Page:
The proportion of clergy with an Apollonian (intuiting/feeling) temperament (“idealistic and romantic”; “inspiring communicators”; “good . . . pastoral counselling techniques”) fell from 35 per cent in the 2007 study to 19 per cent among the 2009/10 clergy. A similar trend can be seen in the sample of women curates.
“The move from the Apollonian temperament to the Epimethean temperament . . . may carry implications for the future character and identity of the Church of England,” the authors write. “The Church of the future may be a more tightly managed and more conservative Church, but less inspirational and less responsive to transformation.
The key question here is: what kind of ‘conservative’. I think it is difficult to over-estimate the pressures driving people towards institutional conformity, particularly in the early years of ministry. Through the selection process (which might last two years or more from first exploration), through pre-ordination training (two or three years) and right through curacy (three or four years), the ordinand is entirely dependent on the good opinion of those who are assessing him or her. This could mean nearly a decade when one of the primarily psychological challenges is to conform and not to be seen as ‘difficult’. Even those with freehold or common tenure depend on the bishop whose licence they hold when the time comes to move post. I know very well (not least from correspondence with individuals) that to challenge the person whose license you hold on some matter of doctrine or practice demands a very high threshold of confidence—which might be good for the sanity of the bishop concerned, but means that those who do will tend to be eccentric, or limited to those who plan to stay in post indefinitely and so believe they have nothing to lose.
This concern with institutional conformity sits, paradoxically, alongside a concern for ‘diversity’ which means that issue of doctrinal agreement seem to take a back seat. I was recently involved in a fascinating discussion about Birmingham biblical scholar Michael Goulder. Goulder once commented:
With all its weaknesses, the Church of England is an association of good people, bound together by a noble ideal. Because of its weakness it is not tempted to strive for power over its members… The Anglican Church has an honourable tradition of honesty and liberalism, and I have always belonged to it at heart. It is only the intellectual problems which forced me to leave it, and I have never regretted that decision.
I commented in response:
I think it is an empty comment to make any observation about accommodating ‘liberalism’, since the nature of liberalism is constantly changing. At one time it might mean rejecting penal substitution, at another it means being sceptical about the whole NT and rejecting any realist notion of God. If he thought the C of E was virtuously open to all ideas, then all its confessions are meaningless.
To which Mark Goodacre, well-known NT scholar who studied under Goulder, commented:
Well, that’s why he left it in the end. He was criticized by some Anglican colleagues for that move, people who thought you could be in the church without believing in God, but Michael found that dishonest.
I think Francis and Smith, rightly understood, are warning us of the dangers of institutional conformity that masks what Goulder called an intellectual dishonesty.
I wonder whether this is related to recent trend in photos of jumping ordinands. At one level, this is just a bit of fun—but the paradox here is the (institutionally driven?) need to look ‘normal’ and ‘accessible’ whilst wearing mediaeval garb. There is nothing quite like distinctive clothing to set you apart from those around you—which at one level can be useful in standing out and being identifiable. But it is the most obvious way in which the culture of the Church is completely out of step with modernity’s intellectual and social construction. Distinctive styles of dress to match ethnic or status identity has been common in history, and is still the case in many parts of the world (I remember Quranic students dress in white robes on the streets of Morocco earlier in the year). But it is a key cultural difference in Western culture. Why has there been a proliferation of episcopal garb, including the wearing of mitres, when these things are not historically Anglican, and contradict all the impulses to be ‘relevant’? Because, even for bishops, defying expectations of institutional conformity is very demanding.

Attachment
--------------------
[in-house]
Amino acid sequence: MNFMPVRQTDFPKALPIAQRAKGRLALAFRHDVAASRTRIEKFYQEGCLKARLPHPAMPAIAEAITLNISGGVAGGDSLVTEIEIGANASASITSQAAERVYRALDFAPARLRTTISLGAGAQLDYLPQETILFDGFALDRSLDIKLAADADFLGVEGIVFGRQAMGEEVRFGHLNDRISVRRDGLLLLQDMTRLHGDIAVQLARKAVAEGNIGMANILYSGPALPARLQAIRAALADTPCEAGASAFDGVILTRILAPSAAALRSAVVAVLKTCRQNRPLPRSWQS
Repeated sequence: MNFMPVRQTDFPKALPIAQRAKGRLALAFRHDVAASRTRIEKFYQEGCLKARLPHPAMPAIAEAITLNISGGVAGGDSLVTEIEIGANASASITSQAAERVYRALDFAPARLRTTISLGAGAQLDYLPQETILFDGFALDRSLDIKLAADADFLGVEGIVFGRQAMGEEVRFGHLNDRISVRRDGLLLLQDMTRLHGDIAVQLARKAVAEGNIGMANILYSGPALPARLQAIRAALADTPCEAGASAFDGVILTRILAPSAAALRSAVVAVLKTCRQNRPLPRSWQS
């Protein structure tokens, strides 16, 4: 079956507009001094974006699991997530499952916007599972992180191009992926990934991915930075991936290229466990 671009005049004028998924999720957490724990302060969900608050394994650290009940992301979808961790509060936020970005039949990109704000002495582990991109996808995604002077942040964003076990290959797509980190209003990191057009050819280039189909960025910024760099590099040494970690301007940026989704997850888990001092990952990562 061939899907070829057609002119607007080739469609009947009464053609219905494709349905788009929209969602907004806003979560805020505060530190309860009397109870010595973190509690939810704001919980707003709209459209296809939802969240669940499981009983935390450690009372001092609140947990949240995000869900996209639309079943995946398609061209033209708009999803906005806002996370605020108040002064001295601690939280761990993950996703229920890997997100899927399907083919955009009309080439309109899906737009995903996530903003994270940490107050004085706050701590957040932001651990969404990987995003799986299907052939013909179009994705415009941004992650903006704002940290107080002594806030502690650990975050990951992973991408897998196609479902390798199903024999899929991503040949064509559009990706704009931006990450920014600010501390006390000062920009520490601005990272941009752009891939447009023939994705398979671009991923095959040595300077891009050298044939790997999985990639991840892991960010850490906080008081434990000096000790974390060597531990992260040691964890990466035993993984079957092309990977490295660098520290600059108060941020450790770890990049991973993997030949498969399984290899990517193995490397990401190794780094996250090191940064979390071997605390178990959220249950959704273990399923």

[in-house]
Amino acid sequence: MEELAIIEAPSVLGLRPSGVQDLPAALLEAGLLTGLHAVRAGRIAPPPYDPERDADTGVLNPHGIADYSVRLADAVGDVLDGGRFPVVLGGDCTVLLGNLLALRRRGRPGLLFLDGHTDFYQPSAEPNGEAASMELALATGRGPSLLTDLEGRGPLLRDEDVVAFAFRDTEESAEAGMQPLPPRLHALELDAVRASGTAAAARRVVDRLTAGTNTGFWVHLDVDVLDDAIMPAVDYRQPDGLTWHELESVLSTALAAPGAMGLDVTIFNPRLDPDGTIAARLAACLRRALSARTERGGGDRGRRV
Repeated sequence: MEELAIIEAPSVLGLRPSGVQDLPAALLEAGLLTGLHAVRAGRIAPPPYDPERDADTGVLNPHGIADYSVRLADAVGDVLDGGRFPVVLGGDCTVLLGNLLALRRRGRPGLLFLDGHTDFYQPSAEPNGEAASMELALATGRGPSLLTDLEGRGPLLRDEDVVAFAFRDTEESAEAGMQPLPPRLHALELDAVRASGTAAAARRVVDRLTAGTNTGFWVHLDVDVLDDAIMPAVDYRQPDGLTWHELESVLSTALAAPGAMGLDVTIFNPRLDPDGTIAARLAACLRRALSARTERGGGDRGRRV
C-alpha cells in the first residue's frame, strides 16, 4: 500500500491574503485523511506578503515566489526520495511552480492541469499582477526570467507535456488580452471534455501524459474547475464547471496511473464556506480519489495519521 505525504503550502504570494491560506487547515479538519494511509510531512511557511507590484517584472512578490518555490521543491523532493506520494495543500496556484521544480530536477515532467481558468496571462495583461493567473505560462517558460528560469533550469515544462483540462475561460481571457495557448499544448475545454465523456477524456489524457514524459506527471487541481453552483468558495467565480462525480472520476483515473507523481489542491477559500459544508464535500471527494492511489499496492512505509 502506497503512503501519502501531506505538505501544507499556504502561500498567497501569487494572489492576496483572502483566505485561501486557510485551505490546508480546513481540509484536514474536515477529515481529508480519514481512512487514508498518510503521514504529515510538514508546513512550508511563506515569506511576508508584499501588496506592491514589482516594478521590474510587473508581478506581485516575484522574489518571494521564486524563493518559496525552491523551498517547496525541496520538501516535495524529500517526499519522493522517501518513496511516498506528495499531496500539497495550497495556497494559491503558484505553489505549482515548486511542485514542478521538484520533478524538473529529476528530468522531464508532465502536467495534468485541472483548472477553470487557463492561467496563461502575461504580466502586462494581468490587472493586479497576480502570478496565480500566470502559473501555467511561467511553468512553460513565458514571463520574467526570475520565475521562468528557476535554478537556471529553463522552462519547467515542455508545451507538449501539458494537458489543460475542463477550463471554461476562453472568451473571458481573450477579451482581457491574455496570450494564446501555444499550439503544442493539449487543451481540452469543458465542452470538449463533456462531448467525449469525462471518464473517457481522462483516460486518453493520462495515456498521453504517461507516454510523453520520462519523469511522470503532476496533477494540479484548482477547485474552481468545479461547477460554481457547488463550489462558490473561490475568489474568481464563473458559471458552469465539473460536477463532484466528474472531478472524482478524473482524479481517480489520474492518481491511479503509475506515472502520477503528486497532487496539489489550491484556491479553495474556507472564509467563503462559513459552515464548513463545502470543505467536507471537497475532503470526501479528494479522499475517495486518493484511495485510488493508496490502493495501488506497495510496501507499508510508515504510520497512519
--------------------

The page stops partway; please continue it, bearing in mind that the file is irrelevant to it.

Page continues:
The study concludes: “Within a Church that is managing decline, and doing so with increasingly overstretched resources, reliance on the Epimethean temperament may be a wise and cautious strategy. Here are leaders who will not rock the boat and who will offer a sense of security during palliative care. Indeed, the extraverts among them may well stimulate some growth by preaching a straightforward gospel of certain truth appealing to fellow SJs.”
Would that we had more leaders who would rock the boat—but in a way other than questioning or defying the teaching of the Church!
There is here, though, more than a hint of hope. I don’t want to offer an insidious value judgement about the relative merits of an individual being introvert rather than extravert. But one of the consistent features of Anglican clergy is that they have been notably more introverted than their congregations and society as a whole. This can make the investment in communal relationships much more emotionally demanding, but research suggests that (surprise, surprise!) a sense of a warm and welcoming community is a key element of a healthy, and so growing (in every sense) church community. If the proportion of extraverts who are able to contribute to this with less personal demand is growing, then that might be a good thing.
One final thought. I am all for good analysis of both ministry and mission. But in a complex world, is there a way of recovering the simplicity of ministry and flourishes and is life-giving? The two things that, in my experience, most Christians (and would-be Christians) are looking for: a genuine sense that they are loved and cared for; and a compelling vision of God’s grace and action. Good pastoral care, and dynamic preaching, are surely the foundations for a healthy church and the goals of healthy ministry.
Is anything more needed?